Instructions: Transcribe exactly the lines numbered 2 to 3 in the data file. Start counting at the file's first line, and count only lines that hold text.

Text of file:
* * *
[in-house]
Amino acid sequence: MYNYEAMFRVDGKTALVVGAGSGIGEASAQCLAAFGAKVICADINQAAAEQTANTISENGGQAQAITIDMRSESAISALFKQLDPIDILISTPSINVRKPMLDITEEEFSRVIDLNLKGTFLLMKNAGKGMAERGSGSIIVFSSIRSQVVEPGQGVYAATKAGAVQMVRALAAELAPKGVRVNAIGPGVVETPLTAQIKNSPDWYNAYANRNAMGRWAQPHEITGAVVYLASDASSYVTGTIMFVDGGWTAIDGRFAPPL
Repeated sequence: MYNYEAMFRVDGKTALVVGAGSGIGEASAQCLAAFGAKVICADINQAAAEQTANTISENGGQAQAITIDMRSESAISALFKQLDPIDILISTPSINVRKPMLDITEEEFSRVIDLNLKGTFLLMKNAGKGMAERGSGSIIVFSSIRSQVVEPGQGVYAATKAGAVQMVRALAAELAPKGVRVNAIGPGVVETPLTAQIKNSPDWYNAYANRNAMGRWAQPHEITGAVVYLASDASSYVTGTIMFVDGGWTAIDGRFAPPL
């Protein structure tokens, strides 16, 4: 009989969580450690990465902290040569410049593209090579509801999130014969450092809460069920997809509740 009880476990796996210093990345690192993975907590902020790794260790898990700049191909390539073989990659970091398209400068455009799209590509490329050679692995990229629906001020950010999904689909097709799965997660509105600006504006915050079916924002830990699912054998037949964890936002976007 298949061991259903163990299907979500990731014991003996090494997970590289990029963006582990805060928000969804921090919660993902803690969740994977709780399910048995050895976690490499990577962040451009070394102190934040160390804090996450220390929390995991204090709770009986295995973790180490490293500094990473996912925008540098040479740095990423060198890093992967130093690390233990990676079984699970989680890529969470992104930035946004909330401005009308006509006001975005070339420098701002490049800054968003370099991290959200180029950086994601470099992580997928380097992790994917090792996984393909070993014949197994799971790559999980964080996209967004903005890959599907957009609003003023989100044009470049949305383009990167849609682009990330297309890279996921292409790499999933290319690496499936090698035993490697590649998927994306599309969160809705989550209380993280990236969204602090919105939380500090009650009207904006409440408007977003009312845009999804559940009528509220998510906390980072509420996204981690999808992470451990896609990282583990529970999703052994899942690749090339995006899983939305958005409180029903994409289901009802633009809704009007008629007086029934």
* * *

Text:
Amino acid sequence: MYNYEAMFRVDGKTALVVGAGSGIGEASAQCLAAFGAKVICADINQAAAEQTANTISENGGQAQAITIDMRSESAISALFKQLDPIDILISTPSINVRKPMLDITEEEFSRVIDLNLKGTFLLMKNAGKGMAERGSGSIIVFSSIRSQVVEPGQGVYAATKAGAVQMVRALAAELAPKGVRVNAIGPGVVETPLTAQIKNSPDWYNAYANRNAMGRWAQPHEITGAVVYLASDASSYVTGTIMFVDGGWTAIDGRFAPPL
Repeated sequence: MYNYEAMFRVDGKTALVVGAGSGIGEASAQCLAAFGAKVICADINQAAAEQTANTISENGGQAQAITIDMRSESAISALFKQLDPIDILISTPSINVRKPMLDITEEEFSRVIDLNLKGTFLLMKNAGKGMAERGSGSIIVFSSIRSQVVEPGQGVYAATKAGAVQMVRALAAELAPKGVRVNAIGPGVVETPLTAQIKNSPDWYNAYANRNAMGRWAQPHEITGAVVYLASDASSYVTGTIMFVDGGWTAIDGRFAPPL